The Times claims to correct “all errors of fact.” Please correct this at once or provide us with demonstrable facts that support your assertion.



Sincerely,
Dorrance Smith

Assistant Secretary of Defense for Public Affairs
and continuing:

Newsweek Declines Pentagon Request to Examine Reporting

October 5, 2006

To the Editor:

Your October 2 issue includes an article on Afghanistan titled “The Rise of Jihadistan.” Attached please find our response. In some instances, the authors assert opinions as facts. In other instances, there is a lack of full context regarding Afghanistan, which has for decades been a violent, war-torn country.

As our response is quite lengthy, we are not submitting a letter to the editor. Instead, we would ask for the opportunity to submit a stand-alone column that not only rebuts some of the more sensational charges, but offers your readers a clearer view of the very real challenges we face in Afghanistan—as well as the many achievements of the past five years.

Thank you for considering this request.



Sincerely,
Dorrance Smith

Assistant Secretary of Defense for Public Affairs

Attachments: Response to “The Rise of Jihadistan”
“The Rise of Jihadistan”

PDF Version
and one more:

DOD Disputes Weekly Standard Column

Oct. 18, 2006

The Weekly Standard.

To the Editor:

Bill Kristol’s recent article “No More Huffing and Puffing” manipulates Secretary of Defense Donald’s Rumsfeld’s comments at a recent press conference and misleads your readers.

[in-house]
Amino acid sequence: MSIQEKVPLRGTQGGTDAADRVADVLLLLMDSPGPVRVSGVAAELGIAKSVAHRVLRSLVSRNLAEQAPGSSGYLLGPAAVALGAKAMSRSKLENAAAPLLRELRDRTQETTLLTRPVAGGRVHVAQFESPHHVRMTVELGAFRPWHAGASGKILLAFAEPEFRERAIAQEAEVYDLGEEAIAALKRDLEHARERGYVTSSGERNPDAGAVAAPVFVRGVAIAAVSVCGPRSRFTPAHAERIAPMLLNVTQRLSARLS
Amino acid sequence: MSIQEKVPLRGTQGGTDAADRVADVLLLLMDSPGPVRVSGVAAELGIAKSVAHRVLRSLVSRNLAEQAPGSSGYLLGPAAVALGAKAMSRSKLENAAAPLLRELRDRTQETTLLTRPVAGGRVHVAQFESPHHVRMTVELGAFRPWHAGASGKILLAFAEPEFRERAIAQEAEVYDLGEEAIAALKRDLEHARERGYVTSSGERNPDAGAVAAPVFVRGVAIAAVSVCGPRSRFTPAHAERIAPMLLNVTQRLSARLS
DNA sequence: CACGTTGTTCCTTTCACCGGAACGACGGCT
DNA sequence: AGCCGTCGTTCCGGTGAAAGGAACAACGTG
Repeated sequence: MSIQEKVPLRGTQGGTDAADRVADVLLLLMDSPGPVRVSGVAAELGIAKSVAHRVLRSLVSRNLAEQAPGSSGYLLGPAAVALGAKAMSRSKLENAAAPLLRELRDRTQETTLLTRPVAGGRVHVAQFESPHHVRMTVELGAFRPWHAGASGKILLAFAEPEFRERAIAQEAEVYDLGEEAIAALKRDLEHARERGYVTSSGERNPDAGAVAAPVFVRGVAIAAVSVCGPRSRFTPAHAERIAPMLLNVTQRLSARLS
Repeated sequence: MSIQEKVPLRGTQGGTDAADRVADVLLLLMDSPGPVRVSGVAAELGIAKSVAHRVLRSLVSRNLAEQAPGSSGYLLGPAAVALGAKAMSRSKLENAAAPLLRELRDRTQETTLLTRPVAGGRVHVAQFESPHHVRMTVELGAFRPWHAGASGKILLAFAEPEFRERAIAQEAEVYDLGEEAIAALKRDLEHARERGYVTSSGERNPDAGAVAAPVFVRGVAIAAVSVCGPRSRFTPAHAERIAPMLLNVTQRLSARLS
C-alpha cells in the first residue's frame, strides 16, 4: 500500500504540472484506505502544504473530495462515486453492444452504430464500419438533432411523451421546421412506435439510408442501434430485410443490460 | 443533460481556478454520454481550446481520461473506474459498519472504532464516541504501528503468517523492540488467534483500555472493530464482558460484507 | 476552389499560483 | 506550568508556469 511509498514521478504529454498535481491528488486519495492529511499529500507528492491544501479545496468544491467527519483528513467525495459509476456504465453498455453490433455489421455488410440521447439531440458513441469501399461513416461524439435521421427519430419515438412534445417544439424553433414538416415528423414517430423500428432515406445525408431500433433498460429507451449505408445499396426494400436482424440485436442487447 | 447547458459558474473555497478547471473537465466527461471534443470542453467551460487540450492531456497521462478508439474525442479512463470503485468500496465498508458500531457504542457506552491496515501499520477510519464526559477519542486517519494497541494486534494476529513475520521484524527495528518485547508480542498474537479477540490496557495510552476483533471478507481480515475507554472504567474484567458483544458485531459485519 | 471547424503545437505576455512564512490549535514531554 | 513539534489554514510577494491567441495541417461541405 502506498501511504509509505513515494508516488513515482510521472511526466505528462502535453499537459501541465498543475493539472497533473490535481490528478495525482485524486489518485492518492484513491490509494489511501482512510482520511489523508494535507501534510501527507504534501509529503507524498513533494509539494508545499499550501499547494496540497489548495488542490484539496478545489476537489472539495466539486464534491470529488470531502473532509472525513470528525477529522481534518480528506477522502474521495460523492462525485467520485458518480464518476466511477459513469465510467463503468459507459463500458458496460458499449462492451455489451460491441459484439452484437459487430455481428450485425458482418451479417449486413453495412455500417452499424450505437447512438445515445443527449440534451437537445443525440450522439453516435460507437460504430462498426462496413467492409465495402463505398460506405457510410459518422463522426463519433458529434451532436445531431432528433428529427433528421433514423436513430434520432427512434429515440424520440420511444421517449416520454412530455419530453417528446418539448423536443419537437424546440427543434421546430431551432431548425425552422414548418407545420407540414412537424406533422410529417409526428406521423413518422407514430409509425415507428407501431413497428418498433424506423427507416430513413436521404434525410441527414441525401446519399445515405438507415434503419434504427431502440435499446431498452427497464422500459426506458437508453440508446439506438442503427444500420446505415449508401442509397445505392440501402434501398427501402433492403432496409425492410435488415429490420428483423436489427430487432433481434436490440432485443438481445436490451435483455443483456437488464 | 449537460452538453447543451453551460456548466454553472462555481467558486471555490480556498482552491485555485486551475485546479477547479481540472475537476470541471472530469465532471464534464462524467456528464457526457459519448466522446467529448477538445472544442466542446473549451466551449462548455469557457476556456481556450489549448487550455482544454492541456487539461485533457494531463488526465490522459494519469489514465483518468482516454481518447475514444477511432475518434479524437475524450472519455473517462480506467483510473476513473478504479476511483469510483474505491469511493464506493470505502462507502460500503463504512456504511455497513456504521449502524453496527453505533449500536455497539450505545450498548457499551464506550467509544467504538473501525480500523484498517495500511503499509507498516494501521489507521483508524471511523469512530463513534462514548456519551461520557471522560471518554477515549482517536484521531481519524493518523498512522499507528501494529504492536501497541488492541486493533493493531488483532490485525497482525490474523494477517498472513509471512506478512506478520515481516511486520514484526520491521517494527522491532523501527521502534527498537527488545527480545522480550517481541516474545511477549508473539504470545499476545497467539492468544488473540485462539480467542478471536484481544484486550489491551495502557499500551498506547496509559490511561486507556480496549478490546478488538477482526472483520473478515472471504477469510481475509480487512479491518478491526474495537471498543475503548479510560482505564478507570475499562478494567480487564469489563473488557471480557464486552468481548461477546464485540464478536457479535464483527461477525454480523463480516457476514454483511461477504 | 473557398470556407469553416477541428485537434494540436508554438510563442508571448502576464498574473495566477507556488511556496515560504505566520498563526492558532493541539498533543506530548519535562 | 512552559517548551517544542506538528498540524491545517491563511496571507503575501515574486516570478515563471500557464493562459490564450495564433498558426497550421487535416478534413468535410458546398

Mr. Kristol’s article quotes at length from a recent press conference by Secretary Rumsfeld. The Secretary opened his remarks by noting the sixth anniversary of the terrorist attack on the USS Cole. The Secretary then moved into a discussion of the threat posed by North Korea.

Mr. Kristol interrupts Secretary Rumsfeld’s remarks by interjecting a question, asking, “But on the sixth anniversary of the attack on the USS Cole, what are we doing about these threats and trends?” He then proceeds to use the rest of the Secretary’s remarks—in which he discusses the need for cooperation of the international community on stopping North Korea—to answer a question the Secretary was never asked.

Mr. Kristol conducts this misleading parsing of Secretary Rumsfeld’s statement so that he can make his point that, in his words, “the lesson Rumsfeld takes from the USS Cole and all that has happened since, is this: We’re dependent on the ‘international community’ and we need to cooperate with others.” (emphasis added.)

Though it may strike some as odd that Mr. Kristol takes issue with the notion of the “need to cooperate with others,” Secretary Rumsfeld said nothing of the sort. His discussion of the international community pertained specifically to the President’s policy on North Korea, not our reaction to the Cole bombing or other terrorist attacks. If anything, in fact, the Secretary’s comments on the international community could be read as exactly the opposite of what Mr. Kristol implies. Indeed, a few days earlier, the Secretary noted at another press event the following: “The international community’s going to have to do a lot better or else face a world that will be quite different, with multiple nuclear nations and . . . the added risk of these very lethal weapons falling into the hands of non-state entities.”

A full transcript of the Secretary’s comments in both press conferences—absent Mr. Kristol’s commentary—is available at http://www.defenselink.mil/transcripts/.



Sincerely,
Dorrance Smith

Assistant Secretary of Defense for Public Affairs